11 March 2020: Important announcement
We very much regret to announce that it has been necessary to cancel SPPL2020, which was due to take place in London on 30-31 March. UCL announced today that all arrangements for incoming external international visitors for seminars and conferences should be cancelled with immediate effect. We are reimbursing all registration fees in full.
We DO want SPPL2020 to happen in some form. The Book of Abstracts is currently being edited and will be posted online with open access. We will also be giving authors the option to send in either a poster or audio-narrated slides which will be uploaded onto the SPPL2020 website. Finally, we will be setting up a forum on the website so that there can be some discussion of papers and questions to paper authors. Further details about this virtual workshop will be posted in the next few days.
28 March 2020: Update
This second workshop in the SPPL series (following SPPL 2017 organised in London in April 2017) will again provide an opportunity for interactions between researchers from areas of speech, hearing and language sciences research that may be focused on different developmental stages, e.g. early development and ageing. It will also discuss methodological issues, such as how to overcome the difficulty of developing tests that are equally appropriate for children, younger and older adults, and will consider ‘missing gaps’ in the developmental trajectory, e.g. data for older teenagers and middle-aged adults.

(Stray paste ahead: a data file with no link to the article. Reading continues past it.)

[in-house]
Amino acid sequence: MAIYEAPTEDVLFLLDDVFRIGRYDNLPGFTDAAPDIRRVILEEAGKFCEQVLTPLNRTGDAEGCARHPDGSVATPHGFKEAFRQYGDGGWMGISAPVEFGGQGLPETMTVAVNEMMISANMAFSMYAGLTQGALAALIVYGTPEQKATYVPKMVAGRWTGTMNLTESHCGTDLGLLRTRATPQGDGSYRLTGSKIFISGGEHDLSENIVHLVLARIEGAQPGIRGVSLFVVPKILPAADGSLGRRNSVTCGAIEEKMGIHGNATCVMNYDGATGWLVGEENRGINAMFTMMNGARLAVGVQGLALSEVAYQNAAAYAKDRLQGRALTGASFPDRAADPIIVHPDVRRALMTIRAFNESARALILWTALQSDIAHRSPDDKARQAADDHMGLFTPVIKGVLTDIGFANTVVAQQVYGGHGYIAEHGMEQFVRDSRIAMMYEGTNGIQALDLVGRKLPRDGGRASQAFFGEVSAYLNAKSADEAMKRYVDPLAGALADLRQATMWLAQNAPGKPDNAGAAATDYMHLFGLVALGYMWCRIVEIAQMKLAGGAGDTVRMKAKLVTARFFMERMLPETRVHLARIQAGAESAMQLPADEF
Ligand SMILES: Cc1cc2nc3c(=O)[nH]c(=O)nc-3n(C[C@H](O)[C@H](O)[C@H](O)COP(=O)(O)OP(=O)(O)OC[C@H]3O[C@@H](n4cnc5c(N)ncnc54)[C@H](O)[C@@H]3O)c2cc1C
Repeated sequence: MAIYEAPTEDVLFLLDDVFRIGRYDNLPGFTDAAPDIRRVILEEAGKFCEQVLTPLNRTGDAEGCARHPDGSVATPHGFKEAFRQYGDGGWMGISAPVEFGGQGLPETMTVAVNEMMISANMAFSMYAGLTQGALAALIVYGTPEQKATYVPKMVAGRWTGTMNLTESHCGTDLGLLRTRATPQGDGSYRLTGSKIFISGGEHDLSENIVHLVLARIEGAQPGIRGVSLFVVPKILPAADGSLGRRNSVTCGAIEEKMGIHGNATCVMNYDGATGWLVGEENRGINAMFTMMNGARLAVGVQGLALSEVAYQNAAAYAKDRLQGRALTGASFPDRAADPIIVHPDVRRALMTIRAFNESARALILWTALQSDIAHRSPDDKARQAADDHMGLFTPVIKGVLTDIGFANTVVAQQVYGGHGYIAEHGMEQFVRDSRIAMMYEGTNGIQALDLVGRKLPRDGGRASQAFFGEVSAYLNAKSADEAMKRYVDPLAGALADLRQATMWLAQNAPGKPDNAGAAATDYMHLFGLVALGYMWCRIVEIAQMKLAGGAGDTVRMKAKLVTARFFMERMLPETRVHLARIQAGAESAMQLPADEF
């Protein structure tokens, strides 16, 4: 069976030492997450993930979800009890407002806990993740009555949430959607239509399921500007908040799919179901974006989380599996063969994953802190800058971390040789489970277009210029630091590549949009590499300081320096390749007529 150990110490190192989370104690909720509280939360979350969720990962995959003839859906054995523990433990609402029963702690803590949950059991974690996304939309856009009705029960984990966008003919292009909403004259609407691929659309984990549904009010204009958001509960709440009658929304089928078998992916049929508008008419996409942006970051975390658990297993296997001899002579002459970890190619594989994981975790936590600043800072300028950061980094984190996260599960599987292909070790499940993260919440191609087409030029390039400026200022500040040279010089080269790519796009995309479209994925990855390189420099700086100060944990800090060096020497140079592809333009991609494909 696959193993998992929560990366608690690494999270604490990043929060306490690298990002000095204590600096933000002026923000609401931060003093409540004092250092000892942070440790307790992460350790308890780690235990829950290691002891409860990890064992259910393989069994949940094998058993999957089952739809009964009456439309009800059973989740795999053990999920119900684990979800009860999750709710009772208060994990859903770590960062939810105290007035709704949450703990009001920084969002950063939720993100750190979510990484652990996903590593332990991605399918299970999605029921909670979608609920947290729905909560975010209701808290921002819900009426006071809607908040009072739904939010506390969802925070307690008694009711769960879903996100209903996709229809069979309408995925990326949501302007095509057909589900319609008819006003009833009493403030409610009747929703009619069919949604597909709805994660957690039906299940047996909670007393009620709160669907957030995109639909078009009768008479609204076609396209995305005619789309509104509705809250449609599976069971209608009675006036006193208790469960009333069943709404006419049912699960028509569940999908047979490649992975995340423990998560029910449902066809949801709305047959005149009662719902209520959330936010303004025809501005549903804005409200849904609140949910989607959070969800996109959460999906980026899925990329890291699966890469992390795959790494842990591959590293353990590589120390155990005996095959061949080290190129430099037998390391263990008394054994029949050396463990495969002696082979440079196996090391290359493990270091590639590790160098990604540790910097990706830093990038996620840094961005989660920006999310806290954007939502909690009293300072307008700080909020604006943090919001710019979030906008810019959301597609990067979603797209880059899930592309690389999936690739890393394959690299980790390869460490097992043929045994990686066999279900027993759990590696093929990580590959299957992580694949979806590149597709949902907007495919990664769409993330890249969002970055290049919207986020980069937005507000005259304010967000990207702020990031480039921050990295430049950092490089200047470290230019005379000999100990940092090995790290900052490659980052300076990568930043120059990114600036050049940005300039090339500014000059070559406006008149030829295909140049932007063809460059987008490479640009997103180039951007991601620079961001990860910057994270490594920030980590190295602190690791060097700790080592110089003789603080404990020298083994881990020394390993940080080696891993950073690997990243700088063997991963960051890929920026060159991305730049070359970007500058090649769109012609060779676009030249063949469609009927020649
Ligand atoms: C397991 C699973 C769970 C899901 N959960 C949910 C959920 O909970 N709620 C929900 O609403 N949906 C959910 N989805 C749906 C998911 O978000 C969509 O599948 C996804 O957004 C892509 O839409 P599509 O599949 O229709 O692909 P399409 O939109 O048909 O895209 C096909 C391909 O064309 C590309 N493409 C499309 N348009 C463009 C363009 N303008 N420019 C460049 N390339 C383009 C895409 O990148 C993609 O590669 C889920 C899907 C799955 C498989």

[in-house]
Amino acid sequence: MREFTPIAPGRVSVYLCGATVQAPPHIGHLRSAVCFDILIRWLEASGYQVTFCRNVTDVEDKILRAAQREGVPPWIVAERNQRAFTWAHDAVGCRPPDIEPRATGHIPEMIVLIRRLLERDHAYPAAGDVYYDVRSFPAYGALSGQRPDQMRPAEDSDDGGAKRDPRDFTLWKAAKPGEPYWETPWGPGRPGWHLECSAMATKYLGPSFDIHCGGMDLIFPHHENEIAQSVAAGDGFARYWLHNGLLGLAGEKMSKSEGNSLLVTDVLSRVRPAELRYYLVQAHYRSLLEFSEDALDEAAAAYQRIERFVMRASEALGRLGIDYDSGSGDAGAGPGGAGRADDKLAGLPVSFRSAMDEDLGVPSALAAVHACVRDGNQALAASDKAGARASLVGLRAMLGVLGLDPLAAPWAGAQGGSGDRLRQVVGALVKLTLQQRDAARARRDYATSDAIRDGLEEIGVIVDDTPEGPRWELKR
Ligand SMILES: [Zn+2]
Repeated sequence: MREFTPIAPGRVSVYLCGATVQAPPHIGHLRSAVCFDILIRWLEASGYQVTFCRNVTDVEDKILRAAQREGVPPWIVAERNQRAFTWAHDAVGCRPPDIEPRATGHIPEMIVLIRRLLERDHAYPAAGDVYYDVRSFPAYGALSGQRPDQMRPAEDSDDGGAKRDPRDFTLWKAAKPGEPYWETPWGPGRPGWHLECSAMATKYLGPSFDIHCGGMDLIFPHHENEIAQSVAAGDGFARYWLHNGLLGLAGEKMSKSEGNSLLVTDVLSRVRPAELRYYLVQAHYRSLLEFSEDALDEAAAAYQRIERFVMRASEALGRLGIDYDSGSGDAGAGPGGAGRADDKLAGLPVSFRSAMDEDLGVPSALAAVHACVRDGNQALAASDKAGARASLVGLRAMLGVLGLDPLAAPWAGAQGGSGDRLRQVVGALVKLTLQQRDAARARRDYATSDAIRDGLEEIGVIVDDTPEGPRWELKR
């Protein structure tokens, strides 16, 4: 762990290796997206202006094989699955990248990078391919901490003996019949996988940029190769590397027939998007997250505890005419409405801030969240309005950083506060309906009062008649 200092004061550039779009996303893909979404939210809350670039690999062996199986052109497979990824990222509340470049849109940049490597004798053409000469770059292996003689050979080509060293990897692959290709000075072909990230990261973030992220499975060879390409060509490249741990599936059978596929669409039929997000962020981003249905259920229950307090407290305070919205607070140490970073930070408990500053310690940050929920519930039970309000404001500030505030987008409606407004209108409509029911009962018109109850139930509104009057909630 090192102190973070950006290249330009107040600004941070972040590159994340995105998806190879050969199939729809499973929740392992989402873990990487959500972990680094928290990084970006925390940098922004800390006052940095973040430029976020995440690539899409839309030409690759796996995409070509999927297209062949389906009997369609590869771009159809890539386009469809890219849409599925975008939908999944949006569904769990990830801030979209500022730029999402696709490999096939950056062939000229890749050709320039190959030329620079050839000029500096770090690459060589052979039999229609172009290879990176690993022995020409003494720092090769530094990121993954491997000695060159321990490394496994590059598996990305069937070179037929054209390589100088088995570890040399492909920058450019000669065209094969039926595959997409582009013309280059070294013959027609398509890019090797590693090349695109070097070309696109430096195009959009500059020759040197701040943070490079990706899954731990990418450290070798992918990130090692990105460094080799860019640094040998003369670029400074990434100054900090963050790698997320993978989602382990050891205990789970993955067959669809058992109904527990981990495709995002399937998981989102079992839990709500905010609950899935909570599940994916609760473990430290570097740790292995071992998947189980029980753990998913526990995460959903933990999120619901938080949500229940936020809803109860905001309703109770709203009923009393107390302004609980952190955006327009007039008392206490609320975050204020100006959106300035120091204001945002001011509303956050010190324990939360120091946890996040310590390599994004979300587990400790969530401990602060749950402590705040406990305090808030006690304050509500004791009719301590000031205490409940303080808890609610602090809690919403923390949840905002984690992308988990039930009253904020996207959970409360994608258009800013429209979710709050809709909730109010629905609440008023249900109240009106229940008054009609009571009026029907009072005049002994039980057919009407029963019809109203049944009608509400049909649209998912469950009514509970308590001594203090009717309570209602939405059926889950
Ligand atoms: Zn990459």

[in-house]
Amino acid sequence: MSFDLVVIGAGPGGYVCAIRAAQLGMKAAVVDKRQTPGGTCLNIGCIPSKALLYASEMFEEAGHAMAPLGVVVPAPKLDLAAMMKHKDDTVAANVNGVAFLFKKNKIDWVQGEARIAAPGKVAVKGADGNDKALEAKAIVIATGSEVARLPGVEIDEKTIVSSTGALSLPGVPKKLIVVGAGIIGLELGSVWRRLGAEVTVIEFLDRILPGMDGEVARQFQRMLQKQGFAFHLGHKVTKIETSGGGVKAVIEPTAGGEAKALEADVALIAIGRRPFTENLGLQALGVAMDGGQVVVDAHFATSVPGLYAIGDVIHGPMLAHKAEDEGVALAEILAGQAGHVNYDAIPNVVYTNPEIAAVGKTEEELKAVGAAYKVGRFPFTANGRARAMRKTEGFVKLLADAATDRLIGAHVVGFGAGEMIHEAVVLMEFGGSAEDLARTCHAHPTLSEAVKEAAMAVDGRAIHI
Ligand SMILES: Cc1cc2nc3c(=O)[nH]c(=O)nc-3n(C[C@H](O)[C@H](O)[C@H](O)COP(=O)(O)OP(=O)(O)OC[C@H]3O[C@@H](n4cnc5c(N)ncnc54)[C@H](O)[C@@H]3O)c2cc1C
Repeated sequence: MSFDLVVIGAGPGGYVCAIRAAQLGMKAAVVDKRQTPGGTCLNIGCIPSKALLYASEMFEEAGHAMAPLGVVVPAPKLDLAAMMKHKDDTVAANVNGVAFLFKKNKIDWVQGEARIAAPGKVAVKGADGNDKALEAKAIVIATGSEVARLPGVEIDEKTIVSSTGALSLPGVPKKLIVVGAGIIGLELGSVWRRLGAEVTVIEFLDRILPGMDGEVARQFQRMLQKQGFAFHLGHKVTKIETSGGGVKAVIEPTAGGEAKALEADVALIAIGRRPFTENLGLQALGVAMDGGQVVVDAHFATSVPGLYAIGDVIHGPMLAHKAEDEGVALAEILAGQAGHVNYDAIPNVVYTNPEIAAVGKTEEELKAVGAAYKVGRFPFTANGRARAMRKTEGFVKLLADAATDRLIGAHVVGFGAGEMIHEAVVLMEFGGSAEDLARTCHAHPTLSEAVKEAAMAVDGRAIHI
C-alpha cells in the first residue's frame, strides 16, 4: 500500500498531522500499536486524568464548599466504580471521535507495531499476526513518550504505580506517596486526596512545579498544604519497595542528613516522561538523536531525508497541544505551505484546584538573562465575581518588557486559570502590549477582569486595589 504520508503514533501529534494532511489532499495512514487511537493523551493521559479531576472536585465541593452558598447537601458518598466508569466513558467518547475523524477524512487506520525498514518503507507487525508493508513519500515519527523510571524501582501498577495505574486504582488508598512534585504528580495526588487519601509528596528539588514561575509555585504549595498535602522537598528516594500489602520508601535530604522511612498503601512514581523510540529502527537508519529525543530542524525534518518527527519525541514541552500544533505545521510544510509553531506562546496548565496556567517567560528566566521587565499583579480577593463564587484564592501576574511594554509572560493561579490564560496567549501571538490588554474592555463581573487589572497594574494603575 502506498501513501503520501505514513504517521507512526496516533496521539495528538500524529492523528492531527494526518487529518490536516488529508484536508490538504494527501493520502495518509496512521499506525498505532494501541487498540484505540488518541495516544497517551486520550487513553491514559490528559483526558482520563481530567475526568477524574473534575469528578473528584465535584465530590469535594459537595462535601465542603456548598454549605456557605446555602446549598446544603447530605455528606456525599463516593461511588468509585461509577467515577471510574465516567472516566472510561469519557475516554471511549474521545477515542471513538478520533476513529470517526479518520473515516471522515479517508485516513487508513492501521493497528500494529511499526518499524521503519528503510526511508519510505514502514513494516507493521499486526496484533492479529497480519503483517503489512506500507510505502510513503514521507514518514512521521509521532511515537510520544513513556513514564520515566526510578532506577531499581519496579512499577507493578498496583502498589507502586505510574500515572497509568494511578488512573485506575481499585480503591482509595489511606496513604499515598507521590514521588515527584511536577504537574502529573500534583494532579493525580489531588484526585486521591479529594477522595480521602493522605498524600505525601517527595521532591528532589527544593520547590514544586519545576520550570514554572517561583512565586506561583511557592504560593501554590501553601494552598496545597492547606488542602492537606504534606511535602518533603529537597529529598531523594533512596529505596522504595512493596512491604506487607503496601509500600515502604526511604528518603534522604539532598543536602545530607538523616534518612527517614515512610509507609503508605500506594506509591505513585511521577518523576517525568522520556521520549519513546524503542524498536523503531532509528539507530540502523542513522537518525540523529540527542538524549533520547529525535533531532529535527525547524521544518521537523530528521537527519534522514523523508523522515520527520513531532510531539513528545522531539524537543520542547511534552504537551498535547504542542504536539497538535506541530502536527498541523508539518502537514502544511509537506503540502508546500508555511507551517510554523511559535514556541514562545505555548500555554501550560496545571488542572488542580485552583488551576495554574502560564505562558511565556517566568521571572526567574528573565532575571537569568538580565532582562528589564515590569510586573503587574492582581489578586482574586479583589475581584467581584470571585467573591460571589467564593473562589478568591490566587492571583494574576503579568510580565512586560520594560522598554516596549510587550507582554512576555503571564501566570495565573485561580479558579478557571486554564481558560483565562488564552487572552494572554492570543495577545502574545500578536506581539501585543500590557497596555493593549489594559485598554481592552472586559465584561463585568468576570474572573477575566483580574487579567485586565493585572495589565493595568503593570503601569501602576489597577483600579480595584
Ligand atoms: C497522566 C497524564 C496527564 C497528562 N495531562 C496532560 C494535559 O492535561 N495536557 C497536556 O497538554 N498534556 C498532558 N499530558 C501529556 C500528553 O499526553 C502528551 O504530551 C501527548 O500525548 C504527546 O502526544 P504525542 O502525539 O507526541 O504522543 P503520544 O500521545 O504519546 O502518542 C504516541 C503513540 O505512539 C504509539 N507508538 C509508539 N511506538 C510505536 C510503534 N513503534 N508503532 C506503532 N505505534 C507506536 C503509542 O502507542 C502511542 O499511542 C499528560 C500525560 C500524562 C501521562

Although the focus of much research into speech development has been to establish when ‘adult-like’ performance is reached (with young adult speakers taken as a ‘norm’), it is increasingly clear that speech perception and production abilities are undergoing constant change across the lifespan as a result of physical changes, exposure to language variation, and cognitive changes at various periods of our lives. Few studies have examined changes in speech production or perception measures across the lifespan using common materials and experimental designs. Studies that span over an extended age-range and longitudinal studies can further our understanding of the extent and direction of these changes for key measures of speech communication and of how these changes interact with cognitive, social or sensory factors. There is also a need for studies that seek to approximate ecologically-valid communication interactions. Such knowledge is essential to refine and extend models of speech perception and production.
This workshop is organised under the aegis of ESRC project ES/P002803/1 on ‘Speech masking effects in speech communication across the lifespan‘. We acknowledge financial support from the ESRC and the Division of Psychology and Language Sciences at UCL.